Benjamin Ferencz, the last of the Nuremberg prosecutors, died at 103

Steph Deschamps / April 9, 2023

The American Benjamin Ferencz, who was the last of the prosecutors of the Nuremberg trials, died at the age of 103 years after a life dedicated to international justice, his son announced Saturday to AFP.
He died "peacefully in his sleep" Friday night in a Florida nursing home "of natural causes," said Donald Ferencz.
"If my father could have made one last statement, I'm sure he would have said: law, not war," he added.
Only 27 years old, Benjamin Ferencz had led the prosecution for the United States in the 1947 Einsatzgruppen trial. Twenty-two leaders of these mobile extermination units, which followed the German advance in Eastern Europe, were convicted after the extent of their crimes was exposed.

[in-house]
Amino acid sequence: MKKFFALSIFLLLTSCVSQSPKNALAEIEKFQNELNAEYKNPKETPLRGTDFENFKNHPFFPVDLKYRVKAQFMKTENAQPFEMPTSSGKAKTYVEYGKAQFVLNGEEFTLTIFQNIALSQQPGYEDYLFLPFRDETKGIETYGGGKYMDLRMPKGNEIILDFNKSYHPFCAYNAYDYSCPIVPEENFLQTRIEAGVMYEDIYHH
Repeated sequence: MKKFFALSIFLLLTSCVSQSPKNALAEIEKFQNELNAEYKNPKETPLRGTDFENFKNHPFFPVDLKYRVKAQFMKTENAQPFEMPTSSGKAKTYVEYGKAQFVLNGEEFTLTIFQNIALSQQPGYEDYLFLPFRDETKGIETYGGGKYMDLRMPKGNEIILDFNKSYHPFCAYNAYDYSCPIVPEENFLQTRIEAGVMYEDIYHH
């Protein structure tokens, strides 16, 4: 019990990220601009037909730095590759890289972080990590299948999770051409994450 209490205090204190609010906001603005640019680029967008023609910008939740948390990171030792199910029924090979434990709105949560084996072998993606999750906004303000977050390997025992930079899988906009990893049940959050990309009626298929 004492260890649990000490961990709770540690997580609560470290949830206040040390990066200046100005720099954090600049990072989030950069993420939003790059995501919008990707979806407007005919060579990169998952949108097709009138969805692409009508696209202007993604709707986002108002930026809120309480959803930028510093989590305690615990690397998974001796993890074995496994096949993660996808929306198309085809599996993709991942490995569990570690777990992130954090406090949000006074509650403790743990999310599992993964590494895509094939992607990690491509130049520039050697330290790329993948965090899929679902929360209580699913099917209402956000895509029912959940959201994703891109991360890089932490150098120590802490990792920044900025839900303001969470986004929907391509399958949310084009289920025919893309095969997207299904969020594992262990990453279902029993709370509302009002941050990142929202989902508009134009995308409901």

Based on Nazi archives, Mr. Ferencz estimated the number of victims of this "Shoah by bullets" at more than one million Jewish men, women and children.
Born in the Carpathian Mountains to Jewish parents, he took refuge in the United States at the age of 10 months and studied law at the prestigious Harvard University.
Mobilized during World War II, he was first deployed to the battlefields of Europe before being assigned to gather evidence of Nazi crimes.
In a book published in 1988, he explained that he was forever marked by the liberation of the death camps. "I can never forget the deadly sight of the crematoria (...) and the emaciated bodies piled up like firewood," he wrote.
Upon his return to civilian life, he was recruited to work on the U.S. prosecution team in Nuremberg, a city in Bavaria where the Allies tried Nazi crimes in 13 trials, laying the groundwork for an international criminal justice system.
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